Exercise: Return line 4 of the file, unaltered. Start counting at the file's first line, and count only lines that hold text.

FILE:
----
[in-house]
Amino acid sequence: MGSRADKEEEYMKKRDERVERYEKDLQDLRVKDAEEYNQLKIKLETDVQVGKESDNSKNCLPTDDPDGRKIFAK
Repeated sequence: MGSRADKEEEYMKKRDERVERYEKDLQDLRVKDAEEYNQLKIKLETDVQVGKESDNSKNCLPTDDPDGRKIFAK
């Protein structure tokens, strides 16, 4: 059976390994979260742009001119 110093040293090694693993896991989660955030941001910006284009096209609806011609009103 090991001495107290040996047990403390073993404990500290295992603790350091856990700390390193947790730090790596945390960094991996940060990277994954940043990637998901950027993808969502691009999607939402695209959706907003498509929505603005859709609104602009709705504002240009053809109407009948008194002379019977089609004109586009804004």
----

């Protein structure tokens, strides 16, 4: 059976390994979260742009001119 110093040293090694693993896991989660955030941001910006284009096209609806011609009103 090991001495107290040996047990403390073993404990500290295992603790350091856990700390390193947790730090790596945390960094991996940060990277994954940043990637998901950027993808969502691009999607939402695209959706907003498509929505603005859709609104602009709705504002240009053809109407009948008194002379019977089609004109586009804004």